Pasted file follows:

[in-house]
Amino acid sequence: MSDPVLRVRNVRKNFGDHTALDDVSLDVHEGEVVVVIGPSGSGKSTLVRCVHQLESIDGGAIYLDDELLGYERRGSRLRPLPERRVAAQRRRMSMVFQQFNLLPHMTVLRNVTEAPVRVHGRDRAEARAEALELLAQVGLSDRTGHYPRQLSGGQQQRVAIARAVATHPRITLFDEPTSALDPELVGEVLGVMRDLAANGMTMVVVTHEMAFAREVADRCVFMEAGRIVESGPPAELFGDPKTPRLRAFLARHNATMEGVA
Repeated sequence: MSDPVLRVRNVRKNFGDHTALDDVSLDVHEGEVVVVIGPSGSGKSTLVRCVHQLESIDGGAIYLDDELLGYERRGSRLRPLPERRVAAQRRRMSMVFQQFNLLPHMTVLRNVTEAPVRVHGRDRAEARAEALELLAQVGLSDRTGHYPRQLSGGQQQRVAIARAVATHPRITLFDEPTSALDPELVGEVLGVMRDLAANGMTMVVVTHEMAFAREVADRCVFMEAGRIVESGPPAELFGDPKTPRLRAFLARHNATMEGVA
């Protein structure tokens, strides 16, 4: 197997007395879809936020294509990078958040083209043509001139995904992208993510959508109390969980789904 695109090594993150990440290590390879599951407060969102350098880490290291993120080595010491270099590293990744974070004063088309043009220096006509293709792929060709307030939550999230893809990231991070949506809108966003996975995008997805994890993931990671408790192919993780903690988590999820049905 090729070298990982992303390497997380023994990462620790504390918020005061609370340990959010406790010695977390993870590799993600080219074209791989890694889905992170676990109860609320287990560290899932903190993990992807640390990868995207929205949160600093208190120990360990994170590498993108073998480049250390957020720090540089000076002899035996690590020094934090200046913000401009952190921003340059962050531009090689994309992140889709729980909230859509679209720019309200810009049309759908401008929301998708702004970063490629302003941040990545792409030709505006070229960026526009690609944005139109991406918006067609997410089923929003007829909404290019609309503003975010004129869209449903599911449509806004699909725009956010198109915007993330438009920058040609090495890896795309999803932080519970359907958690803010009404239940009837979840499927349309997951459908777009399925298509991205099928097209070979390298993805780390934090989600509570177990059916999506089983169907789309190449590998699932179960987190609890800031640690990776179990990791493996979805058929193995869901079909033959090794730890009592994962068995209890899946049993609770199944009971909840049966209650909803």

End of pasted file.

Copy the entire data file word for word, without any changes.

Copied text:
[in-house]
Amino acid sequence: MSDPVLRVRNVRKNFGDHTALDDVSLDVHEGEVVVVIGPSGSGKSTLVRCVHQLESIDGGAIYLDDELLGYERRGSRLRPLPERRVAAQRRRMSMVFQQFNLLPHMTVLRNVTEAPVRVHGRDRAEARAEALELLAQVGLSDRTGHYPRQLSGGQQQRVAIARAVATHPRITLFDEPTSALDPELVGEVLGVMRDLAANGMTMVVVTHEMAFAREVADRCVFMEAGRIVESGPPAELFGDPKTPRLRAFLARHNATMEGVA
Repeated sequence: MSDPVLRVRNVRKNFGDHTALDDVSLDVHEGEVVVVIGPSGSGKSTLVRCVHQLESIDGGAIYLDDELLGYERRGSRLRPLPERRVAAQRRRMSMVFQQFNLLPHMTVLRNVTEAPVRVHGRDRAEARAEALELLAQVGLSDRTGHYPRQLSGGQQQRVAIARAVATHPRITLFDEPTSALDPELVGEVLGVMRDLAANGMTMVVVTHEMAFAREVADRCVFMEAGRIVESGPPAELFGDPKTPRLRAFLARHNATMEGVA
């Protein structure tokens, strides 16, 4: 197997007395879809936020294509990078958040083209043509001139995904992208993510959508109390969980789904 695109090594993150990440290590390879599951407060969102350098880490290291993120080595010491270099590293990744974070004063088309043009220096006509293709792929060709307030939550999230893809990231991070949506809108966003996975995008997805994890993931990671408790192919993780903690988590999820049905 090729070298990982992303390497997380023994990462620790504390918020005061609370340990959010406790010695977390993870590799993600080219074209791989890694889905992170676990109860609320287990560290899932903190993990992807640390990868995207929205949160600093208190120990360990994170590498993108073998480049250390957020720090540089000076002899035996690590020094934090200046913000401009952190921003340059962050531009090689994309992140889709729980909230859509679209720019309200810009049309759908401008929301998708702004970063490629302003941040990545792409030709505006070229960026526009690609944005139109991406918006067609997410089923929003007829909404290019609309503003975010004129869209449903599911449509806004699909725009956010198109915007993330438009920058040609090495890896795309999803932080519970359907958690803010009404239940009837979840499927349309997951459908777009399925298509991205099928097209070979390298993805780390934090989600509570177990059916999506089983169907789309190449590998699932179960987190609890800031640690990776179990990791493996979805058929193995869901079909033959090794730890009592994962068995209890899946049993609770199944009971909840049966209650909803």